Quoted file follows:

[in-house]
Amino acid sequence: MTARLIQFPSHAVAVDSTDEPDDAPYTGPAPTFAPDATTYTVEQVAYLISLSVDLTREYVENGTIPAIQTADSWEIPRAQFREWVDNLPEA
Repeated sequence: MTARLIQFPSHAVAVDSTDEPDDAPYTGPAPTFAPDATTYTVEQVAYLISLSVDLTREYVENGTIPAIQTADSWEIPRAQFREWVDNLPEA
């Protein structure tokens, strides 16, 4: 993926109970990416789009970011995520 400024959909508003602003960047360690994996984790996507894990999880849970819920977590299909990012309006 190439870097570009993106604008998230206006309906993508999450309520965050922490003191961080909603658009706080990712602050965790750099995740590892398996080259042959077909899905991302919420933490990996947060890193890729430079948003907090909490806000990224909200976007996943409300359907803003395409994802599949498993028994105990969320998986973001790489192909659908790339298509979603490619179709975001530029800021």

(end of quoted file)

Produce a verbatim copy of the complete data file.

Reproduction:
[in-house]
Amino acid sequence: MTARLIQFPSHAVAVDSTDEPDDAPYTGPAPTFAPDATTYTVEQVAYLISLSVDLTREYVENGTIPAIQTADSWEIPRAQFREWVDNLPEA
Repeated sequence: MTARLIQFPSHAVAVDSTDEPDDAPYTGPAPTFAPDATTYTVEQVAYLISLSVDLTREYVENGTIPAIQTADSWEIPRAQFREWVDNLPEA
């Protein structure tokens, strides 16, 4: 993926109970990416789009970011995520 400024959909508003602003960047360690994996984790996507894990999880849970819920977590299909990012309006 190439870097570009993106604008998230206006309906993508999450309520965050922490003191961080909603658009706080990712602050965790750099995740590892398996080259042959077909899905991302919420933490990996947060890193890729430079948003907090909490806000990224909200976007996943409300359907803003395409994802599949498993028994105990969320998986973001790489192909659908790339298509979603490619179709975001530029800021």